ST. ALBANS — Incumbent state representatives Michel Consejo, of Sheldon, Mike McCarthy, of St. Albans, and Cindy Weed, of Enosburgh, all lost to Republican challengers in the General Election on Tuesday while Republican Dustin Degree picked up the Senate seat vacated by Democrat Don Collins, who did not seek re-election.

The result is that the county’s legislative delegation will be comprised of 10 Republicans, two Democrats and one Independent. Across the state, Republicans picked up at least eight seats in the House and two in the Senate.

Degree received 6,862 votes making him the lead vote getter in the Senate race with incumbent Republican Norm McAllister, seeking a second term, coming in at 6,554.

“I think I’m recovering,” said McAllister of the impact of the win for himself and Degree, who ran together. “It was a lot of excitement. Two years ago, Dustin and I tried to get this to happen.”

Degree narrowly lost to Collins in 2012, resulting in a recount.

As for Degree, who was unable to be reached by press time Wednesday, McAllister said, “To say that he’s excited would be an understatement.”

McAllister added that he and Degree will be getting to work before January, holding some local forums to gather ideas. “Once the dust settles, we’re going to try and figure out what’s next,” he said.

This time, Sara Kittell, a Democrat who previously served 17 years in the Senate, came in at 4,972 votes third and well behind the winners. (See town-by-town results charge, page 5A).

“I’m a little sad of course,” said Kittell. “We didn’t have all our voters out – we didn’t have the number of voters we needed.”

She added that she was grateful to those who helped with her campaign, those who voted for her and all the people she was able to meet and talk with along the way. Gathering ideas for bettering Franklin County, Kittell said, was her purpose in running.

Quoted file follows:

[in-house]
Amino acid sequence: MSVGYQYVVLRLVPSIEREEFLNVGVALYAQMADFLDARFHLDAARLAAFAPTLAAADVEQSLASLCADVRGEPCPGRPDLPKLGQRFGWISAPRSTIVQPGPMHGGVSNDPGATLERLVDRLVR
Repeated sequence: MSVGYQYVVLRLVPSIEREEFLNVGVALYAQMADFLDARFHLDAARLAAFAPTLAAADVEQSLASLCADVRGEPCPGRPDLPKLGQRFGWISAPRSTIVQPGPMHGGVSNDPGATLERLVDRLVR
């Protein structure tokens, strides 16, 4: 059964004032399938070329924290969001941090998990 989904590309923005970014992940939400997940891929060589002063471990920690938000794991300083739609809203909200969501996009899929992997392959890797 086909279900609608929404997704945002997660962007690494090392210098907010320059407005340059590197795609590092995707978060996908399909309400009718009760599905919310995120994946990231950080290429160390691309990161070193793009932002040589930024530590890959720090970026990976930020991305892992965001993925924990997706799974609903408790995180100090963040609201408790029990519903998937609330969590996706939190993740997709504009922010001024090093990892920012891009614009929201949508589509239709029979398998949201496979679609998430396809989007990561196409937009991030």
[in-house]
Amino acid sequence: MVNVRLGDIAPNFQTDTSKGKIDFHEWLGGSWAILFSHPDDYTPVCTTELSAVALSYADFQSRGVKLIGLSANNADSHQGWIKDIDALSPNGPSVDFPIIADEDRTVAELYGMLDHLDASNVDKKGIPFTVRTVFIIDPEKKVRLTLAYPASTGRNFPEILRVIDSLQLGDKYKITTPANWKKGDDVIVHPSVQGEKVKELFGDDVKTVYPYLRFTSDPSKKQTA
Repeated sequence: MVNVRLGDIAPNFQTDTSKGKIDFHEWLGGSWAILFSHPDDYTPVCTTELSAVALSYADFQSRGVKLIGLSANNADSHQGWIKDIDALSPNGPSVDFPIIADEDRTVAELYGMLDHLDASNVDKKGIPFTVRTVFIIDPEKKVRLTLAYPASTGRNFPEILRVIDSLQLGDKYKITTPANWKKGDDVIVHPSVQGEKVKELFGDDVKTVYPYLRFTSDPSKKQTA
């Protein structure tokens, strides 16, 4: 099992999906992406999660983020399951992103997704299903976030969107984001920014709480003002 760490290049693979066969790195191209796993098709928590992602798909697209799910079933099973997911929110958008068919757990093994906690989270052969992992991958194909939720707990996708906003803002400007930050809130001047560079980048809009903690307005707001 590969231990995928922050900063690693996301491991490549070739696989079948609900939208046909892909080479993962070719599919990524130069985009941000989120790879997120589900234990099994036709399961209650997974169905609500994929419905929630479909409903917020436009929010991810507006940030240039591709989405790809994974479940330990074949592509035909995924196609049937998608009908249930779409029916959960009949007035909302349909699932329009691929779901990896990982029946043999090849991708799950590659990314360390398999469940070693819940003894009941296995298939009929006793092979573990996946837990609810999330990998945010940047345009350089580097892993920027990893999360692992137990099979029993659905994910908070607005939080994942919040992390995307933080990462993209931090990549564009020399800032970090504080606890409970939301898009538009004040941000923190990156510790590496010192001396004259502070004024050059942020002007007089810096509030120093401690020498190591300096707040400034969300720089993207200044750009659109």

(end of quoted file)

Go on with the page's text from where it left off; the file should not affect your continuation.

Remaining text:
“I’m certainly appreciative of it all,” she said. When asked whether she would run again, Kittell responded that she would wait until the end of this next session before deciding.

Newcomers Bill Roberts, a Democrat, and Michael Malone, an Independent, received 3,920 and 823 votes respectively.

House races

In Franklin District 3-1 – which includes St. Albans City and a southern portion of St. Albans Town – a close race put 25-year incumbent Democrat Kathie Keenan and newcomer Republican Corey Parent out front as winners of the two state representative seats.

“We’re excited about the results,” said Parent. “[People] are really looking for a different direction in Montpelier. It’s time to roll up our sleeves and make Vermont a more affordable place to live.”

Parent was out in front with 1,348 votes, while Keenan followed with 981 votes.

Keenan said this morning that she was pleased to continue her long run at the Statehouse. “I’m very happy to be going to Montpelier to be representing my community,” she said.

Democrat incumbent Mike McCarthy, who served in the House for one two-year term, came just behind Keenan with 923 votes and Republican Claude Bouchard trailed with 742 votes.

McCarthy said of his loss on Tuesday night, “A lot of good legislators are losing their seats tonight.”

He added, “We’ll regroup. I feel good about the campaign. I feel good about the two years.”

Voting varied between the two municipalities (see chart page 5A) – the town trended more conservatively by favoring Republicans Parent and Bouchard while the city was split, putting Parent and Keenan out in front with McCarthy just behind.